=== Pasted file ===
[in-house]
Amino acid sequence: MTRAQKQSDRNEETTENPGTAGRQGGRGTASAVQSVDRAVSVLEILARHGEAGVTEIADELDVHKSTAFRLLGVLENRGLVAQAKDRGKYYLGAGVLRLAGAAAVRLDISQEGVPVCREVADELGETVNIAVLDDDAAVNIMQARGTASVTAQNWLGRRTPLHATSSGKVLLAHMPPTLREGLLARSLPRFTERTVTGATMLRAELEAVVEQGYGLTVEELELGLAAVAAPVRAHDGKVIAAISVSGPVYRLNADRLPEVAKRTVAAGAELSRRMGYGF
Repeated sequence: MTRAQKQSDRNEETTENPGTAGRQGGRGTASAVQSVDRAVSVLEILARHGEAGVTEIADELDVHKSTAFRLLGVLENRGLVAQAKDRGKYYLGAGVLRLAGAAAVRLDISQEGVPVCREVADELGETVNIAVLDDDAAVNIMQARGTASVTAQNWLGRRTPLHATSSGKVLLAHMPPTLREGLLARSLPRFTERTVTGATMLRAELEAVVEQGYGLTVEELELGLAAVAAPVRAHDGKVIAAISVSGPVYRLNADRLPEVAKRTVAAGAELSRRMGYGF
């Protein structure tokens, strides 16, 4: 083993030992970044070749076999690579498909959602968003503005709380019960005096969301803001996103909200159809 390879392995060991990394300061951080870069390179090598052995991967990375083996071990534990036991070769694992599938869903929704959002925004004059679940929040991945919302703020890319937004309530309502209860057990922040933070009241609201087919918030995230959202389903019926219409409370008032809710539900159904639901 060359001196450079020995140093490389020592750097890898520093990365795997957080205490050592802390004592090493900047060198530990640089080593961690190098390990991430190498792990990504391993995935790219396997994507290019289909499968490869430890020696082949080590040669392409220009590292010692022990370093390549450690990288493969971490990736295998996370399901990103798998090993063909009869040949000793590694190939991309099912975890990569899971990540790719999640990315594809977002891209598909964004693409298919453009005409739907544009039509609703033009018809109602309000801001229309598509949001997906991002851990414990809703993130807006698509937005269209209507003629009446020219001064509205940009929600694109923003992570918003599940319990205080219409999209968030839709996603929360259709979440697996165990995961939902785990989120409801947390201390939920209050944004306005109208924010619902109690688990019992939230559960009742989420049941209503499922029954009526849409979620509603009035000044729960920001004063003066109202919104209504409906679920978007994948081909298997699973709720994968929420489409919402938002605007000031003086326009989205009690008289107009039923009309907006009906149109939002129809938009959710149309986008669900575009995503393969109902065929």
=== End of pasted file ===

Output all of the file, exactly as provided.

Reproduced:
[in-house]
Amino acid sequence: MTRAQKQSDRNEETTENPGTAGRQGGRGTASAVQSVDRAVSVLEILARHGEAGVTEIADELDVHKSTAFRLLGVLENRGLVAQAKDRGKYYLGAGVLRLAGAAAVRLDISQEGVPVCREVADELGETVNIAVLDDDAAVNIMQARGTASVTAQNWLGRRTPLHATSSGKVLLAHMPPTLREGLLARSLPRFTERTVTGATMLRAELEAVVEQGYGLTVEELELGLAAVAAPVRAHDGKVIAAISVSGPVYRLNADRLPEVAKRTVAAGAELSRRMGYGF
Repeated sequence: MTRAQKQSDRNEETTENPGTAGRQGGRGTASAVQSVDRAVSVLEILARHGEAGVTEIADELDVHKSTAFRLLGVLENRGLVAQAKDRGKYYLGAGVLRLAGAAAVRLDISQEGVPVCREVADELGETVNIAVLDDDAAVNIMQARGTASVTAQNWLGRRTPLHATSSGKVLLAHMPPTLREGLLARSLPRFTERTVTGATMLRAELEAVVEQGYGLTVEELELGLAAVAAPVRAHDGKVIAAISVSGPVYRLNADRLPEVAKRTVAAGAELSRRMGYGF
């Protein structure tokens, strides 16, 4: 083993030992970044070749076999690579498909959602968003503005709380019960005096969301803001996103909200159809 390879392995060991990394300061951080870069390179090598052995991967990375083996071990534990036991070769694992599938869903929704959002925004004059679940929040991945919302703020890319937004309530309502209860057990922040933070009241609201087919918030995230959202389903019926219409409370008032809710539900159904639901 060359001196450079020995140093490389020592750097890898520093990365795997957080205490050592802390004592090493900047060198530990640089080593961690190098390990991430190498792990990504391993995935790219396997994507290019289909499968490869430890020696082949080590040669392409220009590292010692022990370093390549450690990288493969971490990736295998996370399901990103798998090993063909009869040949000793590694190939991309099912975890990569899971990540790719999640990315594809977002891209598909964004693409298919453009005409739907544009039509609703033009018809109602309000801001229309598509949001997906991002851990414990809703993130807006698509937005269209209507003629009446020219001064509205940009929600694109923003992570918003599940319990205080219409999209968030839709996603929360259709979440697996165990995961939902785990989120409801947390201390939920209050944004306005109208924010619902109690688990019992939230559960009742989420049941209503499922029954009526849409979620509603009035000044729960920001004063003066109202919104209504409906679920978007994948081909298997699973709720994968929420489409919402938002605007000031003086326009989205009690008289107009039923009309907006009906149109939002129809938009959710149309986008669900575009995503393969109902065929």